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Watershed restoration underway after 2021 flooding

The East Fork of the Pigeon River on the afternoon of Aug. 17, a few hours before the river roared over its banks to cause deadly and destructive flooding. Scott McLeod photo The East Fork of the Pigeon River on the afternoon of Aug. 17, a few hours before the river roared over its banks to cause deadly and destructive flooding. Scott McLeod photo

More than two years after flooding along the Pigeon River and its tributaries killed half a dozen people and destroyed businesses, cars and homes from its headwaters near the Blue Ridge Parkway on down through the towns of Canton and Clyde, contractors are set to begin some of the most intensive debris removal operations in Haywood County since the floods of 2004. 

Phase one of the project is underway.  To date, contractors have identified 121 debris removal sites, coordinated right-of-entry, classified those sites into eight distinct groups and awarded them to three contractors, all with the aim of removing vegetative and man-made debris from those sites.

Mark Cathey, vice president and regional manager of Asheville-based McGill Associates, said during an informational meeting attended by around 40 people at Crestview Baptist Church on Nov. 7 that the total length of the projects is more than 74,000 linear feet, or about 14 miles.

All along the way, contractors and engineers will pay particular attention to the needs of endangered species.

Khiya Armstrong, a project engineer with McGill, said the company had met with the U.S. Fish and Wildlife Service to discuss the “big list” of endangered species they may encounter, but two stuck out in her memory.

The Appalachian elktoe mussel has been listed as endangered since 1994. There were only two populations known in the world at the time, according to the Fish and Wildlife Service, but since then more have been located throughout the region.

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“They’re endemic here, they’re very unique to this area,” Anderson said. “We’ve been looking into if we’re going to be working in areas that are going to be impacting them. That was one of the biggest things that we were trying to pay attention to.”

The other was the northern long-eared bat. Although the bats are found in a majority of U.S. states and Canadian provinces, disease and habitat loss have a major impact on the species. During the year, the bats spend a lot of their time in forests, usually giving birth between May and July. Over the winter, the bats hibernate in caves, making them less likely to be disturbed by workers.

All work on phase one groups should be complete by March 7, 2024, according to Cathey’s presentation.

Work on group 8, performed by Southern Disaster Recovery, was scheduled to begin on Nov. 8 along the East Fork between Hungry Creek Road and Camp Hope.

Group 9, handled by Rock Creek Grading, starts just south of Camp Hope and proceeds south to the sweeping westward curve on Cruso Road. Work there was scheduled for Nov. 13-27.

On Nov. 27, work by Grillot Construction is set to begin on group 2, along Hominy Creek near Asheville Highway just east of Canton.

That same day, SDR will also begin work on groups, 5,6,7 and 10. Those sites begin just south of Laurel Bank Campground, where three people were killed, and progress north to just south of Springdale Resort. There’s an additional group of sites to the east, along Pisgah Creek.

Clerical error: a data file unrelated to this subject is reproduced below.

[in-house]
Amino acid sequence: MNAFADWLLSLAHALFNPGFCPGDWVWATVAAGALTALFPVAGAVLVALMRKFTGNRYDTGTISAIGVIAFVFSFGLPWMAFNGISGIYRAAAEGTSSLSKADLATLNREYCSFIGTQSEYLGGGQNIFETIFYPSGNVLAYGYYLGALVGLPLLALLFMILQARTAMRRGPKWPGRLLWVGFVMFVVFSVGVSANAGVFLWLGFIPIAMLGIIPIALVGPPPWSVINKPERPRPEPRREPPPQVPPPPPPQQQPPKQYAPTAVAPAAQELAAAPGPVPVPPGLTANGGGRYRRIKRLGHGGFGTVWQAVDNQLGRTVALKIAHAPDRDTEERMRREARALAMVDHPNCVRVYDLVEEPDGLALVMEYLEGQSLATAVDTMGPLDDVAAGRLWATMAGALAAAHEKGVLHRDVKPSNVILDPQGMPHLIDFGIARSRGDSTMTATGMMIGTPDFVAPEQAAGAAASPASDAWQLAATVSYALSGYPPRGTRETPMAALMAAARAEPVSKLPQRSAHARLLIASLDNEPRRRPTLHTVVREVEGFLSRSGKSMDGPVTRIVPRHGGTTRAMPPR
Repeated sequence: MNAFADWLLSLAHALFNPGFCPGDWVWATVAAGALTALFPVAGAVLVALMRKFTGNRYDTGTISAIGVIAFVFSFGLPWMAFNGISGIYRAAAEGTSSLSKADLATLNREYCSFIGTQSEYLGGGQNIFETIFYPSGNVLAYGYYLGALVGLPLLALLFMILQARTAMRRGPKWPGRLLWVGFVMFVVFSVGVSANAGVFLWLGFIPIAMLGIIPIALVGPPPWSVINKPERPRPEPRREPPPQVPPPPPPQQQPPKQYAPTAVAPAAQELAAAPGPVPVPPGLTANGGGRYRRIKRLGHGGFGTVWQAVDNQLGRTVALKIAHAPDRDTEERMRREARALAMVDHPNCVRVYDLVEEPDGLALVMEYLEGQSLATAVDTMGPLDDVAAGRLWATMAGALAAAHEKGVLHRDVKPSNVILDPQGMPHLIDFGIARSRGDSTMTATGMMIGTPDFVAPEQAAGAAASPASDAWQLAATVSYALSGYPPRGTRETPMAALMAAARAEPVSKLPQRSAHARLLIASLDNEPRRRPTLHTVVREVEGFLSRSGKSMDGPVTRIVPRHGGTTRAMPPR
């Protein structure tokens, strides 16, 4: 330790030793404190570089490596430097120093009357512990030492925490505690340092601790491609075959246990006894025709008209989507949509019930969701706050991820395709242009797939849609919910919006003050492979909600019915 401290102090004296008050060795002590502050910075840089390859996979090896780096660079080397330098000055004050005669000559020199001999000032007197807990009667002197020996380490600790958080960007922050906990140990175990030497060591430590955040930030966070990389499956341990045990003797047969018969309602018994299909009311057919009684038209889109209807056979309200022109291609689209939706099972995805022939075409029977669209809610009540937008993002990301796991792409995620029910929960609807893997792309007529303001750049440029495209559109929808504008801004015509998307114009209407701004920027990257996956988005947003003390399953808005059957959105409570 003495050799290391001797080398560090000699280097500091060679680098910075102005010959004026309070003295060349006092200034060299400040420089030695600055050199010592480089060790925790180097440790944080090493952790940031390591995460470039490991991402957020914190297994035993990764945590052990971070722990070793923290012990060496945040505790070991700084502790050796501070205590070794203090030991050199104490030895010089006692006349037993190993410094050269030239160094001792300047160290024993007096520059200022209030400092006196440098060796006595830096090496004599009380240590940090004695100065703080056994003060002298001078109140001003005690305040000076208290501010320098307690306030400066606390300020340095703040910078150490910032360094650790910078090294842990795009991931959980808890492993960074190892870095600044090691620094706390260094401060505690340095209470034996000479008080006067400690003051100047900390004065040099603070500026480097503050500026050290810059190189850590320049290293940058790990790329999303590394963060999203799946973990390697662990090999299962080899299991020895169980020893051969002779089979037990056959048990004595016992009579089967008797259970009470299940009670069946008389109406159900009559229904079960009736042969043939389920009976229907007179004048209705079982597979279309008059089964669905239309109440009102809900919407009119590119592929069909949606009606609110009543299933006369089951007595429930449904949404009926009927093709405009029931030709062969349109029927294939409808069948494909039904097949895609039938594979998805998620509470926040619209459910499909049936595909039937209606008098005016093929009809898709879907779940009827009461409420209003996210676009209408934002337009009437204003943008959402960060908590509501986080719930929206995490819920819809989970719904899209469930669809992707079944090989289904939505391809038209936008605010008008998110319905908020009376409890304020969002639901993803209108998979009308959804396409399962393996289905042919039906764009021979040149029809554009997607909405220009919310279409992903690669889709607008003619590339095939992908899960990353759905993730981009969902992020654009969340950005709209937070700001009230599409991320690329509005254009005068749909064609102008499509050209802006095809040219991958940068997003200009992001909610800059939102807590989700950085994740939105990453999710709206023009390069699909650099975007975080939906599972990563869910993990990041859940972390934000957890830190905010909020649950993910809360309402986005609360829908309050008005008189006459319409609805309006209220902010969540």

The final phase one operations will also be conducted by SDR, in group 3, beginning Dec. 4. Work areas include sites west of Springdale, along the East Fork, up to the southern outskirts of Canton.

Cathey said the right-of-access process hasn’t been overly challenging, and that in five of the eight groups, they’ve had 100% cooperation. In the other three groups, it’s 70% to 85%.

“Most people understand that this is funding that’s available for the county, and they certainly want to maximize the use of it,” Cathey said.

Much of the work being performed in the phase one groups will be what’s called stream stabilization, which differs from stream restoration.

Stream restoration will be performed along with debris and sediment removal during phase two of the project, which is slated to take place from April 2024 through February 2025.

“In restoration, you develop the cross-section of the stream back to the pre-storm cross-section. In stabilization, lots of times you have to stabilize a stream bank in place without moving all of the debris that has shifted,” Cathey said. “Therefore, the cross-section of the river may be different after the work is done, whereas after [2004 flooding] a lot of that restoration occurred and we were able to develop the stream cross-section back to the original cross-section.”

The biggest challenge, Cathey said, will be in managing the project efficiently, to maximize results.

“With the stabilization efforts, relative to the 2005 funding, there was a lot more money available per foot of stream,” he said. “This time, there’s not restoration money as much as there is stabilization money.”

Questions about flood cleanup?

Efforts to restore Haywood County’s watershed by performing stream stabilization, restoration and debris removal in the aftermath of flooding two years ago will be an ongoing effort, likely through 2025. Work will be conducted at 121 sites, from Maggie Valley to Cruso, along 74,000 linear feet of streams and rivers — nearly 14 miles. If you have questions about flood cleanup on your property, email the Haywood County Soil and Water Conservation District at This email address is being protected from spambots. You need JavaScript enabled to view it. or call 828.452.2741, ext. 3.

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